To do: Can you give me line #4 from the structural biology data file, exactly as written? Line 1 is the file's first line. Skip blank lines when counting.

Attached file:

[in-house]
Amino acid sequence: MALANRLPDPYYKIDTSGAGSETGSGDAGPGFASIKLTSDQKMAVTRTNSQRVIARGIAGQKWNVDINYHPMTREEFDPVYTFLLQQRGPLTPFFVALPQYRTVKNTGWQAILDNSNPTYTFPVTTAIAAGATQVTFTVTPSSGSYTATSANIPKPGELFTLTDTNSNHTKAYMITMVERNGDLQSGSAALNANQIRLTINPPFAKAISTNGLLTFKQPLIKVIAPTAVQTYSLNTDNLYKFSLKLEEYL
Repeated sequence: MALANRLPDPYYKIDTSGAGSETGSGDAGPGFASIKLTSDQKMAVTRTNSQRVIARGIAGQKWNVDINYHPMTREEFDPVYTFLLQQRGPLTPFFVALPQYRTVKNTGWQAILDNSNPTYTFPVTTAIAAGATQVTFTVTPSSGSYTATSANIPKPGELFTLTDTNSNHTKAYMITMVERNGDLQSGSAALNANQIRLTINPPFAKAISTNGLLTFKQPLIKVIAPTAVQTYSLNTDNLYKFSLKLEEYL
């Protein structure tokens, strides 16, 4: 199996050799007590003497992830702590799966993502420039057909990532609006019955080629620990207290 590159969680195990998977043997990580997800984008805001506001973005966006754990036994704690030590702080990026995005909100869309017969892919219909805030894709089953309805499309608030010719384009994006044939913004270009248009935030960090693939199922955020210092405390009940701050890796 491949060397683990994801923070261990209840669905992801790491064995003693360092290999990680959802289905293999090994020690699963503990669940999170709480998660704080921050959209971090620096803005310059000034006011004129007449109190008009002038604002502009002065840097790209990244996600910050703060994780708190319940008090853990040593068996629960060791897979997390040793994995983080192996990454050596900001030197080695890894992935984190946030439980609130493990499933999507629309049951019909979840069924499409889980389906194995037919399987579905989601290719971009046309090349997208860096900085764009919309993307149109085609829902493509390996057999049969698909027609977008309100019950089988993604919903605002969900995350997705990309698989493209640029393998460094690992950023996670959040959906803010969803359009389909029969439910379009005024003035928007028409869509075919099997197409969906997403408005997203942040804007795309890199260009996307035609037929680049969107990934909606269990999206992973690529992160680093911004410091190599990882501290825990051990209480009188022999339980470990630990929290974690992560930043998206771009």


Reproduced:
């Protein structure tokens, strides 16, 4: 199996050799007590003497992830702590799966993502420039057909990532609006019955080629620990207290 590159969680195990998977043997990580997800984008805001506001973005966006754990036994704690030590702080990026995005909100869309017969892919219909805030894709089953309805499309608030010719384009994006044939913004270009248009935030960090693939199922955020210092405390009940701050890796 491949060397683990994801923070261990209840669905992801790491064995003693360092290999990680959802289905293999090994020690699963503990669940999170709480998660704080921050959209971090620096803005310059000034006011004129007449109190008009002038604002502009002065840097790209990244996600910050703060994780708190319940008090853990040593068996629960060791897979997390040793994995983080192996990454050596900001030197080695890894992935984190946030439980609130493990499933999507629309049951019909979840069924499409889980389906194995037919399987579905989601290719971009046309090349997208860096900085764009919309993307149109085609829902493509390996057999049969698909027609977008309100019950089988993604919903605002969900995350997705990309698989493209640029393998460094690992950023996670959040959906803010969803359009389909029969439910379009005024003035928007028409869509075919099997197409969906997403408005997203942040804007795309890199260009996307035609037929680049969107990934909606269990999206992973690529992160680093911004410091190599990882501290825990051990209480009188022999339980470990630990929290974690992560930043998206771009």